Tobogganing, snowshoeing & more: leisure tips for your ski holiday

15/05/2019 - SnowTrex

The day is not over after skiing. Many winter sports fans still want to do something once they have unstrapped their skis or board. Those who spend their winter holidays in the mountains can enjoy a varied leisure programme with tobogganing, snowshoeing or wellness off-piste. SnowTrex has leisure tips for your skiing holiday.

After a day of skiing, the snow fun continues.

A classic: tobogganing

If you can’t get enough of the snow, it’s best to do another round on the sled after skiing. Tobogganing costs hardly anything and usually combines the fun of tobogganing with a short winter hike and a cosy stop at a mountain hut. Wonderful!

In almost every holiday region in the mountains there are one or more toboggan slopes, which are well developed, prepared and sometimes even illuminated for the evening toboggan fun. An exact number in the alpine region can hardly be determined, but it must be hundreds. No matter where the skiing holiday goes – there is certainly a toboggan run nearby.

Toboggan runs open up great panoramas.

The longest toboggan run in Europe is the “Big Pintenfritz” in the Swiss Grindelwald (Bernese Oberland). It is 15 kilometres long and bridged from the summit of the Faulhorn (2,680 m) down to Grindelwald at an altitude of 1,650 metres. Its only disadvantage is that it is not illuminated. It is advisable to pack headlamps. The longest floodlit toboggan run is in Bramberg in the Wildkogel Arena in the Salzburger Land. It goes from the middle station of the Smaragdbahn over 14 km into the valley – complete with lighting. Those who descend at high speed can make the trip in 30 minutes, those who are more leisurely – perhaps stop more often and take bends more slowly – need up to 50 minutes for the tobogganing fun. After that, every toboggan runner definitely deserves a hot chocolate.

Tip: fun sports equipment that can also be used on the slopes is becoming increasingly popular. You can find an introduction to various new types of driving styles here.

Adrenaline kick: bobsleighing

Fancy a very special sport? Then let’s go bobsleighing! Just one ride through the ice channel in the so-called “Gästebob” or “Taxibob” and you will be thrilled by an otherwise peaceful skiing holiday. Four of the 20 or so bobsleigh runs worldwide are located in Germany. In Winterberg, in the Hochsauerland region, for example, three guests each race through the 1.6 km long tube with a pilot in a 4-man bob at speeds of up to 130 km/h. The guest bobsleigh ride in Oberhof takes about 1.3 km through 15 bends, in Altenberg through 11 and in Schönau am Königssee even through 18 bends. On the artificially-iced track in Innsbruck-Igls, where Stefan Raab once raced down in a wok, you can choose between a 4-man racing bob (2 guests, 1 handlebar, 1 brakeman) and a very special guest bob (5 guests and 1 pilot). Among the more expensive classics are the Olympic Bobrun in St. Moritz and the track in Cortina d’Ampezzo.

Sport trend: swowshoeing

The quiet alternative to all the tobogganing fun is pure winter hiking. However, this is increasingly being replaced by the trendy snowshoeing. After all, you can also walk off the beaten track on snowshoes. Tramping through the deep snow is a kind of “adventure for everyone” and with a bit of luck, you can even observe wild animals in the forest on Trapper’s tracks. Guided tours are offered in many places, because in the terrain, for example, the possible danger of avalanches and the habitats of wild animals must be taken into account. Recommended are for example the panorama routes on the Seiser Alm in South Tyrol or around Oberstdorf in the Allgäu. If you are not afraid of the exertion and want to go high up, you should put on your snowshoes in the French High Alps. The terrain at Chamonix on Mont Blanc or the paths above Val Thorens in the 3 Vallées are challenging, but reward with fabulous views.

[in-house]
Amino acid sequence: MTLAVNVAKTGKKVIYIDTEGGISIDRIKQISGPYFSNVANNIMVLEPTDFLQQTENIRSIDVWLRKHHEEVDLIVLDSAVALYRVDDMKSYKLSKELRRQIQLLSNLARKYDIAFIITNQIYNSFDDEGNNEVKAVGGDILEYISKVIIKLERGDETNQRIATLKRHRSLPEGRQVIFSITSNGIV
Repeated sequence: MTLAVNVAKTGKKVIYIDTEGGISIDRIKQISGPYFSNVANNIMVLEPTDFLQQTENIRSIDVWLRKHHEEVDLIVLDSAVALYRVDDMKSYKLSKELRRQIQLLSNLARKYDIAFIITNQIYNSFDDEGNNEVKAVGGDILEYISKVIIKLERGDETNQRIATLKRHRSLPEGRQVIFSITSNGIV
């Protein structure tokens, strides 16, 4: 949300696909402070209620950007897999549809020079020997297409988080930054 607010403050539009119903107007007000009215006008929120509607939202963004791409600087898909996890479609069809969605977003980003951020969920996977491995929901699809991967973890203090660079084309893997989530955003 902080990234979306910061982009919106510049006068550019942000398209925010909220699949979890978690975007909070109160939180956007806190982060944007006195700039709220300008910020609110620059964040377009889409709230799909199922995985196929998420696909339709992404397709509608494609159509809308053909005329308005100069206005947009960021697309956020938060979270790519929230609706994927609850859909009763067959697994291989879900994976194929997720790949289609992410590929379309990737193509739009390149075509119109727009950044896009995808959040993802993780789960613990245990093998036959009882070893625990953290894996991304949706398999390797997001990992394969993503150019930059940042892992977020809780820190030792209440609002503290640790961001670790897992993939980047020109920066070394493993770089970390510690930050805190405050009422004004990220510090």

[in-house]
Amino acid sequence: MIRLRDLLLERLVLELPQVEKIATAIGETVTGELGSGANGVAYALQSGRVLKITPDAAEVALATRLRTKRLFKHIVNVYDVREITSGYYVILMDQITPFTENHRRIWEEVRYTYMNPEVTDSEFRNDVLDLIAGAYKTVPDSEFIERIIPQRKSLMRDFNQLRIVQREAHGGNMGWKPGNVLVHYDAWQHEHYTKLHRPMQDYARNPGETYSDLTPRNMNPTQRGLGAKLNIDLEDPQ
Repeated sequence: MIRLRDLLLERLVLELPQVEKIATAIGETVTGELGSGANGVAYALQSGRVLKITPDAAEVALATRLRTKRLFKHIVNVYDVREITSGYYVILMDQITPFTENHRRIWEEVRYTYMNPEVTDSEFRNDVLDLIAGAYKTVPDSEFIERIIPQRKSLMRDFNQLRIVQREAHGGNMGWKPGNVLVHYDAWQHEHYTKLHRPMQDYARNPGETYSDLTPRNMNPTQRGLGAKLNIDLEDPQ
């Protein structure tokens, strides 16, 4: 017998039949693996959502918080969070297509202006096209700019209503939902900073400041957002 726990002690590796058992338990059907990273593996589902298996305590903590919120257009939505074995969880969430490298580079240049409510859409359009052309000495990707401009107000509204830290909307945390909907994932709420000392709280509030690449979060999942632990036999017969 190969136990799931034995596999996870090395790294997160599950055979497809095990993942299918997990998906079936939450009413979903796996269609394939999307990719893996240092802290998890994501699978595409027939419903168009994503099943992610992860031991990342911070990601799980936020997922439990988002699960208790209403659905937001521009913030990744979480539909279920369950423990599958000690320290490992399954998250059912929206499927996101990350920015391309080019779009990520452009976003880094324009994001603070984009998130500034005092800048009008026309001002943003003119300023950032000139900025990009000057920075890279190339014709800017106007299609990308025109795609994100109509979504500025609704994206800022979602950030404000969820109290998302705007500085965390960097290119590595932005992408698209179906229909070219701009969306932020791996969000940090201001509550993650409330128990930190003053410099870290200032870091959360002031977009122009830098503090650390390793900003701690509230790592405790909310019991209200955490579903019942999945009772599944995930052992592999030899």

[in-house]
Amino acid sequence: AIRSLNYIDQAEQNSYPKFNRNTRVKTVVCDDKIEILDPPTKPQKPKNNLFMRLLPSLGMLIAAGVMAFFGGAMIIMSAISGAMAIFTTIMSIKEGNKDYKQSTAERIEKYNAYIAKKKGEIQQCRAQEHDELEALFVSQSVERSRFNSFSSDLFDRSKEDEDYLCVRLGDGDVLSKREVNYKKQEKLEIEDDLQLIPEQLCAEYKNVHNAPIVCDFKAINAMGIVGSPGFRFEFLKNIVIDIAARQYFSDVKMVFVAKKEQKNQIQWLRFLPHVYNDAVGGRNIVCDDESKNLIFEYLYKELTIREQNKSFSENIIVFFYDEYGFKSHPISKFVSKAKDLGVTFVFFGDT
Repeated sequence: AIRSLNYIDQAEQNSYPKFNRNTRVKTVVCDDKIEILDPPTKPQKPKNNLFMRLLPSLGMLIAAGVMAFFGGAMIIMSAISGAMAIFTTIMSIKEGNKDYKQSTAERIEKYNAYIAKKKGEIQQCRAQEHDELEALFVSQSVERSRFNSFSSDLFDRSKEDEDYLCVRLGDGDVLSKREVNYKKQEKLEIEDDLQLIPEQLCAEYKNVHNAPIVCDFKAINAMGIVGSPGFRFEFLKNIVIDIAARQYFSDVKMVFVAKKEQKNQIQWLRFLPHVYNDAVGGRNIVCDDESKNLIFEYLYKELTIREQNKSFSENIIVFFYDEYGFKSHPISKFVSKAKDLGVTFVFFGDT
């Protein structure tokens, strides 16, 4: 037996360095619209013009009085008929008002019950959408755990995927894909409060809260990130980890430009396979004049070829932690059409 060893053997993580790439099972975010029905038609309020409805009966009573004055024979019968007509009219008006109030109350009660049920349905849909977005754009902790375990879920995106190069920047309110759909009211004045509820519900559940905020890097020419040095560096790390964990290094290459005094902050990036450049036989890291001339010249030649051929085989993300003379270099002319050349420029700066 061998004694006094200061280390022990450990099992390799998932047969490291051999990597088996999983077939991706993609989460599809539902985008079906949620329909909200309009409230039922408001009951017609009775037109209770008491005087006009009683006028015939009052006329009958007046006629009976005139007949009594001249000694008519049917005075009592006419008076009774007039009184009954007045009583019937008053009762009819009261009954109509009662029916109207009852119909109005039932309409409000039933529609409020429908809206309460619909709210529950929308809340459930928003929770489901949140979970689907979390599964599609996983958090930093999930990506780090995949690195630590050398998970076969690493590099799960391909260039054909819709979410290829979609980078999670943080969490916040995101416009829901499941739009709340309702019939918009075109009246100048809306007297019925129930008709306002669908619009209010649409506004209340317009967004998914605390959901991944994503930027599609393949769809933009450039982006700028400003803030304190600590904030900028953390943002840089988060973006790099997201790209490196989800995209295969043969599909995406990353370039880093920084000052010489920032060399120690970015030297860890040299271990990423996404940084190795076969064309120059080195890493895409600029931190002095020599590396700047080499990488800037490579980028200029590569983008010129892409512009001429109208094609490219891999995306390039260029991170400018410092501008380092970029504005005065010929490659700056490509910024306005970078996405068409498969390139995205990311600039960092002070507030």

Snowshoeing in Davos-Klosters.

Finally: relax

After the action in the snow, it’s time to relax and relax your muscles. Many people prefer swimming pools, saunas or even extensive wellness treatments. The main thing is to relax. If your own hotel or apartment complex does not offer a bathing or sauna area, thermal baths or adventure swimming pools are available in many places. In Austria, there are some attractive thermal spring regions – for example, the Gastein Valley with its two large bath houses Alpentherme and Felsentherme. At the Kitzsteinhorn, you can take a stylish bath in the huge Tauern Spa Kaprun and in Bad Kleinkirchheim, you will find the Römerbad, the country’s very first adventure spa.

The Aqua Dome in Längenfeld with its spectacular outdoor pools.

The bathing highlight in the Ötztal valley is the Aqua Dome in Längenfeld, which already impresses with its exciting architecture of the outdoor pools. The Merano Thermal Baths in sunny South Tyrol are also an unusual construction. The large cube-shaped building has glass fronts all around, which provide a fantastic view of the surrounding mountains from every angle. In the French Alps, too, people outdo one another with large, chic swimming pools. The Centre Aquasportif in Val d’Isère, for example, is a large complex with beach, spa, sports and wellness areas. The new “Mille 8” adventure area, which was built in the middle of the Les Arc 1800 ski area, also includes an adventure swimming pool. Here, one practically falls from the lift into the pool. This list could be continued for a long time. One thing is certain: for water lovers, sauna fans and spa connoisseurs, the European ski resorts are well prepared.

If you are still in the mood for fun sports in the snow after a day’s skiing, you should also take a look at the fun sports tips from SnowTrex.

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